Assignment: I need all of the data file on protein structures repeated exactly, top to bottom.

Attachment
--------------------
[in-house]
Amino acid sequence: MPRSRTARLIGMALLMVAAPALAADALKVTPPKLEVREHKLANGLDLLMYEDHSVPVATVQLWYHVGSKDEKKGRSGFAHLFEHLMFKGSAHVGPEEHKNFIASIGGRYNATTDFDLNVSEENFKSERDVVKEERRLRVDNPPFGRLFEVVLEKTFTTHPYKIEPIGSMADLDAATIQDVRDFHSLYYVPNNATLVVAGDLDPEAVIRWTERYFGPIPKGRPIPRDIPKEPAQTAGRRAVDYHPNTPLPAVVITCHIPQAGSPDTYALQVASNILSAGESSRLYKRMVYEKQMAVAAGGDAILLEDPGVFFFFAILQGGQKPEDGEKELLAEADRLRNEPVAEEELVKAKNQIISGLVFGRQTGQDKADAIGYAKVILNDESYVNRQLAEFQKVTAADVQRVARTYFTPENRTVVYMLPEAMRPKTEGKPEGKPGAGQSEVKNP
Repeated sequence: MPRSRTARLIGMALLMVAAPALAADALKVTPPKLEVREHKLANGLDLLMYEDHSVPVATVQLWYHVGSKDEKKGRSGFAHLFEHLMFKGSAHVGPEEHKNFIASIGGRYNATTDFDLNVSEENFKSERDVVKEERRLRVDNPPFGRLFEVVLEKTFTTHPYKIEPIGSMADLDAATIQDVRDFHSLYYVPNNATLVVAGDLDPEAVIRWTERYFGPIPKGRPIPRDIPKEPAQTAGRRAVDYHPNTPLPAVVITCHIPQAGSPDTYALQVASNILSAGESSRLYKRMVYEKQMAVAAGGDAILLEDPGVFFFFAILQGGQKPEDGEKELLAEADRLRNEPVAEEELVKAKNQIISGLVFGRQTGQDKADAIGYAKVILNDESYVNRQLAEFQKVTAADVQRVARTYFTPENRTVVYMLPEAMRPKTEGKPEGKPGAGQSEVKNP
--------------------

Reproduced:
[in-house]
Amino acid sequence: MPRSRTARLIGMALLMVAAPALAADALKVTPPKLEVREHKLANGLDLLMYEDHSVPVATVQLWYHVGSKDEKKGRSGFAHLFEHLMFKGSAHVGPEEHKNFIASIGGRYNATTDFDLNVSEENFKSERDVVKEERRLRVDNPPFGRLFEVVLEKTFTTHPYKIEPIGSMADLDAATIQDVRDFHSLYYVPNNATLVVAGDLDPEAVIRWTERYFGPIPKGRPIPRDIPKEPAQTAGRRAVDYHPNTPLPAVVITCHIPQAGSPDTYALQVASNILSAGESSRLYKRMVYEKQMAVAAGGDAILLEDPGVFFFFAILQGGQKPEDGEKELLAEADRLRNEPVAEEELVKAKNQIISGLVFGRQTGQDKADAIGYAKVILNDESYVNRQLAEFQKVTAADVQRVARTYFTPENRTVVYMLPEAMRPKTEGKPEGKPGAGQSEVKNP
Repeated sequence: MPRSRTARLIGMALLMVAAPALAADALKVTPPKLEVREHKLANGLDLLMYEDHSVPVATVQLWYHVGSKDEKKGRSGFAHLFEHLMFKGSAHVGPEEHKNFIASIGGRYNATTDFDLNVSEENFKSERDVVKEERRLRVDNPPFGRLFEVVLEKTFTTHPYKIEPIGSMADLDAATIQDVRDFHSLYYVPNNATLVVAGDLDPEAVIRWTERYFGPIPKGRPIPRDIPKEPAQTAGRRAVDYHPNTPLPAVVITCHIPQAGSPDTYALQVASNILSAGESSRLYKRMVYEKQMAVAAGGDAILLEDPGVFFFFAILQGGQKPEDGEKELLAEADRLRNEPVAEEELVKAKNQIISGLVFGRQTGQDKADAIGYAKVILNDESYVNRQLAEFQKVTAADVQRVARTYFTPENRTVVYMLPEAMRPKTEGKPEGKPGAGQSEVKNP